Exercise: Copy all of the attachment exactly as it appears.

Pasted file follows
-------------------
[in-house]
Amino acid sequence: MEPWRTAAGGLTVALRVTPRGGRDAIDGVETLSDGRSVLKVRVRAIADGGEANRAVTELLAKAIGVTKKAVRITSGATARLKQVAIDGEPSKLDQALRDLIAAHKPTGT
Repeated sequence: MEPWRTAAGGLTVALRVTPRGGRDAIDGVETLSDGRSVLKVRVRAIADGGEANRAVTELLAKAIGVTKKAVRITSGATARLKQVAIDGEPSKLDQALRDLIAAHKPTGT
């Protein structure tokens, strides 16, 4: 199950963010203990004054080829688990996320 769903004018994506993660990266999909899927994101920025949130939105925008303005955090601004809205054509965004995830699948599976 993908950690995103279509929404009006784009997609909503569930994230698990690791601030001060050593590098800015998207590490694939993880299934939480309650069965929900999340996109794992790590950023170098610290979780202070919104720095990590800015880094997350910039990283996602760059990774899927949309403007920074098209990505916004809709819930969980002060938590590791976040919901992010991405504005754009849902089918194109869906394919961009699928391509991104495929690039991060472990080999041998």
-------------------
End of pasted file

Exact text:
[in-house]
Amino acid sequence: MEPWRTAAGGLTVALRVTPRGGRDAIDGVETLSDGRSVLKVRVRAIADGGEANRAVTELLAKAIGVTKKAVRITSGATARLKQVAIDGEPSKLDQALRDLIAAHKPTGT
Repeated sequence: MEPWRTAAGGLTVALRVTPRGGRDAIDGVETLSDGRSVLKVRVRAIADGGEANRAVTELLAKAIGVTKKAVRITSGATARLKQVAIDGEPSKLDQALRDLIAAHKPTGT
């Protein structure tokens, strides 16, 4: 199950963010203990004054080829688990996320 769903004018994506993660990266999909899927994101920025949130939105925008303005955090601004809205054509965004995830699948599976 993908950690995103279509929404009006784009997609909503569930994230698990690791601030001060050593590098800015998207590490694939993880299934939480309650069965929900999340996109794992790590950023170098610290979780202070919104720095990590800015880094997350910039990283996602760059990774899927949309403007920074098209990505916004809709819930969980002060938590590791976040919901992010991405504005754009849902089918194109869906394919961009699928391509991104495929690039991060472990080999041998």